How the OC Register’s Top Editor Bowed to Pressure From a Prominent Politician

OC Supervisor Todd Spitzer (left) and OC Register Editor-in-Chief Rob Curley. (Photo credit Nick Gerda/Voice of OC and unknown)

On Good Friday last year, Todd Spitzer, then chairman of the Orange County Board of Supervisors, carried a loaded gun into a Wahoo’s Fish Tacos and made a citizen’s arrest — slapping handcuffs on a young man who wouldn’t stop preaching to him about God.

It was a classic “only in Orange County” story. Not only are citizens’ arrests extremely rare, it’s unheard of that one would be made by a prominent politician in one of the state’s largest counties — a man who will very likely run for district attorney in 2018.

CBS’s Los Angeles affiliate broke the news in September by posting recordings of the 911 calls Spitzer had made during the incident. In no time media outlets throughout Southern California were all over the story, including The Orange County Register.

The first version of the Register article, written by Meghann Cuniff and posted on Sept. 3, was nearly identical to accounts published in other outlets. But Spitzer took issue with the article and immediately began to lobby Editor-in-Chief Rob Curley to make changes to it.

Nearly two months later, Curley succumbed to Spitzer’s pressure and made an addition to the article that cast Spitzer’s actions in an entirely different light. The addition, which was not accompanied by an editor’s note or any other indication that a change had been made, outraged Cuniff and has been characterized as an act of journalistic malpractice by media ethicists.

The original summary of events, as reported by the Register and several other outlets, went like this:

Spitzer was having lunch at the Wahoo’s in Foothill Ranch when the man, 32-year-old Jeovany Castellano, came up to his table and began preaching. Spitzer told him he wasn’t interested and to go away — but the man kept on preaching. With the situation intensifying, a restaurant employee intervened and asked Castellano to sit at another table.

Castellano did as he was told; but, Spitzer claims, continued to stare at him and at a dinner knife on the table.

Having had enough, Spitzer left the restaurant and called 911 from the parking lot and demanded that police respond to the situation. He then went to his car and retrieved his handcuffs and a fanny pack that contained a handgun. He went back into the restaurant, approached Castellano and cuffed him.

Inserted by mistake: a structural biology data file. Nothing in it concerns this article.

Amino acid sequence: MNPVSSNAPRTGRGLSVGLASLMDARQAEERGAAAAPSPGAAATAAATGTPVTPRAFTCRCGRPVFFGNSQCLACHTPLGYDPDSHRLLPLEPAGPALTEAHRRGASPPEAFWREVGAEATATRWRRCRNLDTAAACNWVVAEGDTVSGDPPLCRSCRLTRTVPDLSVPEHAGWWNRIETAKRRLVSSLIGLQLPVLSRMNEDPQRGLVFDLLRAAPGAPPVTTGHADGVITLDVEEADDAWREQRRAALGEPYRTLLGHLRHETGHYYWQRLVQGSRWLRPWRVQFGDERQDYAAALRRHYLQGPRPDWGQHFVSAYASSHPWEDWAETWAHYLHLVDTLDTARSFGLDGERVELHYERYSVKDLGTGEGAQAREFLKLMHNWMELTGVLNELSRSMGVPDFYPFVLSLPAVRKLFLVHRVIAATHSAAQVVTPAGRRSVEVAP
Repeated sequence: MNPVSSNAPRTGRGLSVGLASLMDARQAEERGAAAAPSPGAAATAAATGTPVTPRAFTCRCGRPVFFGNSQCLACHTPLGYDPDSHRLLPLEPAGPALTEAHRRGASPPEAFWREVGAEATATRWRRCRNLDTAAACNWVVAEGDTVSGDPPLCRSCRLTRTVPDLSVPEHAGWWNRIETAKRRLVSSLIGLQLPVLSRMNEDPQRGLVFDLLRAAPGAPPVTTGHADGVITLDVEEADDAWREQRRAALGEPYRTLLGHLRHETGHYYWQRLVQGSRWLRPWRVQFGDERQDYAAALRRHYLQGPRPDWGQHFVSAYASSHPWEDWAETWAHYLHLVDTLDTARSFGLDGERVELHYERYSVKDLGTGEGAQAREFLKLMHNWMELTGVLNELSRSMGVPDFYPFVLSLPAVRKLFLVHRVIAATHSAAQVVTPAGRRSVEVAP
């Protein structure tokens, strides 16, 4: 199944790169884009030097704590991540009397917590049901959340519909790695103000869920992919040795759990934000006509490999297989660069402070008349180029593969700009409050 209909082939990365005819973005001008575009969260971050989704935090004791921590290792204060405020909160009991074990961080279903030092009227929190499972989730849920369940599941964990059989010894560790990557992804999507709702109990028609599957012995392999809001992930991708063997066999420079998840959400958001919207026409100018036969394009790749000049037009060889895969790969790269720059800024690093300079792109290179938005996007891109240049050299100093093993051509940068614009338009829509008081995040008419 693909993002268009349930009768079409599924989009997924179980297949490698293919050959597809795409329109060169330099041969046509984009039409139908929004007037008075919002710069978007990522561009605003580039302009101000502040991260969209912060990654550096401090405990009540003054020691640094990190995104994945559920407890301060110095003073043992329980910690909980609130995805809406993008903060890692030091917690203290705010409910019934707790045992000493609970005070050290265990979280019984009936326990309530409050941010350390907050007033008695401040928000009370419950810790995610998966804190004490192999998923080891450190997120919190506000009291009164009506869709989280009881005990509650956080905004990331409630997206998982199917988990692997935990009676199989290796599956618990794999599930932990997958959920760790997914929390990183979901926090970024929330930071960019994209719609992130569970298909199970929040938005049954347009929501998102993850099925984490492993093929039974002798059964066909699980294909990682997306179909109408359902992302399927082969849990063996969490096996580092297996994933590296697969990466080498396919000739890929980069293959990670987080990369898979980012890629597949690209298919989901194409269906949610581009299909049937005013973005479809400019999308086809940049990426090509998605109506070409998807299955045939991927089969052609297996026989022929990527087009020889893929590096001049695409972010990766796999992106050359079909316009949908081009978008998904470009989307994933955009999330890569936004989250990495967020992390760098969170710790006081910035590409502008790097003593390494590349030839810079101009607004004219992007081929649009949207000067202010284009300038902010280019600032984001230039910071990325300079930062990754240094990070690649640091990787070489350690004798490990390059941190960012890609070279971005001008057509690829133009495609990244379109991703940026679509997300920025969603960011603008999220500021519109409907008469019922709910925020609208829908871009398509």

A Swift Backlash

The reader reaction was not kind to Spitzer. Many of the commenters to Cuniff’s story expressed dismay at what they considered the actions of an unhinged individual.

“Mr. Spitzer, it is not ok for you to legally handcuff someone who is irritating to you,” wrote commenter Clint Worthington. Another commenter wrote: “From this article, I can’t say which one of these guys is scarier!”

Spitzer was incensed with the reader backlash and focused his ire on Cuniff, who, since taking over the county beat nearly a year earlier, had taken an investigative approach to Spitzer’s actions as supervisor.

He emailed Curley demanding corrections. After weeks had gone by, Curley finally agreed to a meeting with Spitzer. And following that meeting, nearly two months after the story had been first published, a new paragraph appeared in the article.

The change centered on Spitzer’s actions when he came back into the restaurant after getting his gun and handcuffs. Here is the key passage from the original version:

Spitzer called 911, identifying himself as a county supervisor. He told the dispatcher that he was eating lunch when “a stranger comes up to me and wouldn’t get out of my face and I asked him to leave me alone.”

“He’s like, harassing me. He needs to be talked to … I’m concerned for my safety,” Spitzer said, according to a recording of the 911 call.

With deputies en route, Spitzer went to his car and retrieved his gun and handcuffs. Then, Spitzer said, Castellano gave him permission to put on the handcuffs. Spitzer also searched the man.